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Can you see the same doctor under Obamacare?

By Scott Scanlon – Refresh Editor

Dr. Michael J. Edbauer – the Catholic Health Obamacare guru and a married father of two college-age children – had lots to say about the Affordable Care Act during a recent interview, so much in fact that I couldn’t fit all the good stuff into today’s In the field story in WNY Refresh.

Those looking to learn more about how New York State is rolling out the new insurance program for the uninsured can visit

Meanwhile, here are more excerpts from our recent interview, starting with what many readers may see as a very important one:

Do you anticipate coming up early next year where some people end up signing up for a plan in which they can’t see their current doctor?

It’s certainly possible. One of the things that’s part of the enrollment process is to help patients understand all of the components of the particular plan they’re selecting. That includes the network they signed up for. That might be one of the areas people might not be aware of at this point in time.

Will folks be able to say, ‘Wait a minute, if I can’t see my doctor I want to go back and sign up for something else?’

My understanding is once they enroll, they are locked in for a year. I don’t know if there’s a grace period.

So anyone who signs up for health care really needs to pay attention?

I think so. This is a really important decision. I know people are saying it’s taking an hour to enroll. That’s probably a well-spent hour, to understand what’s going on. Historically, people have been accustomed if they’ve had their insurance from their employers that there wasn’t much difference in the plans that were offered, except maybe a co-pay. Now, with the exchange, there may be significant differences in the plans that are available, so it’s going to take diligence and a little bit of buyer beware as they walk through the process.

How has the Catholic Health System tried to prepare for the provisions that will take effect in January?

We see that as a continuation of the work we’ve been doing. Logistically, probably some of the challenges will be providing education, even now, to patients to help them understand all the components of what they’d signed up for. I think it’s likely many individuals may, even after they sign up, not completely understand their benefits or how to go though the system. That’s not a negative toward the individuals who have insurance through their employers if they really understand their insurance policies when they have to use it.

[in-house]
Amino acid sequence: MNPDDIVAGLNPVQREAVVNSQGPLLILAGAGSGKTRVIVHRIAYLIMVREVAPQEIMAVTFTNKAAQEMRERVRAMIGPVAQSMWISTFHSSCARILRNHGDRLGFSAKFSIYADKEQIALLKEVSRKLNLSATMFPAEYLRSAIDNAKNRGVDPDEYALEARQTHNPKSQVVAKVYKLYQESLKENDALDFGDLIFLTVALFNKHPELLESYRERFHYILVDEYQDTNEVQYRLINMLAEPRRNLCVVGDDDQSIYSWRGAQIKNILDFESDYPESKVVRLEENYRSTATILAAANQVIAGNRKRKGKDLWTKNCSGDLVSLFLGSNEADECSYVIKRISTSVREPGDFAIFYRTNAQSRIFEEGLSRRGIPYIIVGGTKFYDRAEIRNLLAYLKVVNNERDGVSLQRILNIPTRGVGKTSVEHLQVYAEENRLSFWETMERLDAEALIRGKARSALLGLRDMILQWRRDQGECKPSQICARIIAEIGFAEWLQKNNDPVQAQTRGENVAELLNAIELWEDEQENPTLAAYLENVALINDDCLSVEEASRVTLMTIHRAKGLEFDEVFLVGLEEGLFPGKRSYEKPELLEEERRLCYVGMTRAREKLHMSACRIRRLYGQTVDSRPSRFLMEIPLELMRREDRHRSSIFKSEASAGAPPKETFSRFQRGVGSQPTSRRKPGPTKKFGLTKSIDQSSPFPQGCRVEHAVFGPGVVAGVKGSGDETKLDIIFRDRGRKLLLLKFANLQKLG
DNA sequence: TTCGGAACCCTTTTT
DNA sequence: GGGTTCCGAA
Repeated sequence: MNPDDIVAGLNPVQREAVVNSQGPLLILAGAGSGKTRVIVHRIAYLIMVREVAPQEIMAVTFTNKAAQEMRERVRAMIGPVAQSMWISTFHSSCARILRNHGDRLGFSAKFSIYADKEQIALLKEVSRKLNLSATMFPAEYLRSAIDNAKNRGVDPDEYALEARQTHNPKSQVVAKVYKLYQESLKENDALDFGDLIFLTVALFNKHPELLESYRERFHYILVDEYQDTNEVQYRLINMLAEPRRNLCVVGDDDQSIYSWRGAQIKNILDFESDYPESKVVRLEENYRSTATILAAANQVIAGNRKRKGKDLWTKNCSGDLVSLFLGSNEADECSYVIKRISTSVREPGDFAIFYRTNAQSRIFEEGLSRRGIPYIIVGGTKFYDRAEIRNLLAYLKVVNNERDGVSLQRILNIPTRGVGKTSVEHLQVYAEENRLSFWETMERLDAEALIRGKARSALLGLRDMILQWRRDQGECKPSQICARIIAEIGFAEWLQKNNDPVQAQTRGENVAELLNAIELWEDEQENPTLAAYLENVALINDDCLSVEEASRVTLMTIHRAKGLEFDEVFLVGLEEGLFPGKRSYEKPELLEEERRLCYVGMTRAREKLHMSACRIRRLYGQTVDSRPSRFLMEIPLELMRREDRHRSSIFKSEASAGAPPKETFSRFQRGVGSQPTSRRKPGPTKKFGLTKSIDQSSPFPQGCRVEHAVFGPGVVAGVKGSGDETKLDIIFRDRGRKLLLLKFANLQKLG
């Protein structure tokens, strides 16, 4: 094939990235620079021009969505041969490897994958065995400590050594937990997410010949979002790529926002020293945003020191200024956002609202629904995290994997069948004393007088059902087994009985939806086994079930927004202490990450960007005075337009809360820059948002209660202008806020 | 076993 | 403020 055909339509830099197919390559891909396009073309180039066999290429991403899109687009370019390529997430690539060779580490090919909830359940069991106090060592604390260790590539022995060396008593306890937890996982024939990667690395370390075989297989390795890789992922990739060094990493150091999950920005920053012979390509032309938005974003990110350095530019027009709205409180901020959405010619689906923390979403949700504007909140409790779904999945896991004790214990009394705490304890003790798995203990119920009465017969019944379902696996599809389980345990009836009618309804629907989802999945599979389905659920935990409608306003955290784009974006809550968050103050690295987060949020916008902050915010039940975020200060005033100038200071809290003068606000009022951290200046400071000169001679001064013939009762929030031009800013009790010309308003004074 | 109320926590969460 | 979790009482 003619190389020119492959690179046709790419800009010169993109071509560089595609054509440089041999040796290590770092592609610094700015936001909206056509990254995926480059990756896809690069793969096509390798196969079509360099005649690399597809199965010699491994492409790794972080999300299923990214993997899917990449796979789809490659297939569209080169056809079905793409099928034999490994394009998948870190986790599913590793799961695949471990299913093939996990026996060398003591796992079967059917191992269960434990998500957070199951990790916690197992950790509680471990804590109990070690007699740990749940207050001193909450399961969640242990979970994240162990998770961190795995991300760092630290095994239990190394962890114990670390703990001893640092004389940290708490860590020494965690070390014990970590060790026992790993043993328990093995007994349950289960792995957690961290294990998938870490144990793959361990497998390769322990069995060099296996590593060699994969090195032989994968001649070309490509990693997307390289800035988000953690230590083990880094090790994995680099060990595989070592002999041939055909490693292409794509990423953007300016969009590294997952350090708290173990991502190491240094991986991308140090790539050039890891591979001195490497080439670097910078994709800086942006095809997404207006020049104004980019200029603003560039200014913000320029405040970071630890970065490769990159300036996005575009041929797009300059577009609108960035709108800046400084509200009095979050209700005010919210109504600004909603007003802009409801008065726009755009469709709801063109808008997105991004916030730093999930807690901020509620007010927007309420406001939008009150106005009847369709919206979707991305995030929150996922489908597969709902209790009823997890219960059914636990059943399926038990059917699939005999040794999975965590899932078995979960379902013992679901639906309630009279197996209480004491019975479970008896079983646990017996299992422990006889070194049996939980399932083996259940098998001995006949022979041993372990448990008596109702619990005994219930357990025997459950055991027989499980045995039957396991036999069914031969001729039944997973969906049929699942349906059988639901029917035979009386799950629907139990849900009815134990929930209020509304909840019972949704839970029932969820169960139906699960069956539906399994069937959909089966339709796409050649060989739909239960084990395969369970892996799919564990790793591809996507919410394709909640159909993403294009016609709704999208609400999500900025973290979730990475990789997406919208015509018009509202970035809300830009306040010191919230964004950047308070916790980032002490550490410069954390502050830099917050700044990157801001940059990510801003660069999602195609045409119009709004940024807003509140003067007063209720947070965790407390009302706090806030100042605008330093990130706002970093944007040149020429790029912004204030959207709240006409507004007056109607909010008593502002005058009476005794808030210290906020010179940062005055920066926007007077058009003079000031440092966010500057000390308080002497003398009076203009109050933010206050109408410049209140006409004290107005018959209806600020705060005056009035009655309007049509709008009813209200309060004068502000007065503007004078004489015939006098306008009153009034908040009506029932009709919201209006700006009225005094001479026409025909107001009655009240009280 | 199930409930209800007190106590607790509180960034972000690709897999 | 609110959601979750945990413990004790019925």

How are you preparing the doctors and medical staff? Have you hired anyone else or retrained anyone?

We’re doing education and training. We’ve had programs in place that we’ve already made available to the physicians, so they understand the changes better, so they can understand some of the basic questions that patients have, and also direct them to programs that are available on the website, through the government, and some of our folks within the system who have been trained to assist.

What should doctors and patients expect as the new insurance regulations take effect in January? Are there going to be surprises in store?

I don’t think for the physicians. In many ways this is just more people, including some of the people who didn’t have insurance now will have insurance. The part that may still be a little bit of a challenge for patients if they don’t completely understand the policy and it’s one that has a high deductible or a high co-pay. They may not recognize that just because they have a health insurance card now, there still may be significant financial responsibilities.

Is there any misinformation about the act that you think needs to be cleared up?

I’m not sure from the individual patient’s point of view that it’s going to have the big impact people are expecting.

The vast majority of people in Western New York are going to be unaffected by this, as they already have insurance through their employer or other component. They’re going to be spectators to this event.

There’s going to be a much smaller number of those who are affected. To them, I think, it’s a significant event. Hopefully it will be a positive because they’re going to have availability of health care that they may not have had in the past.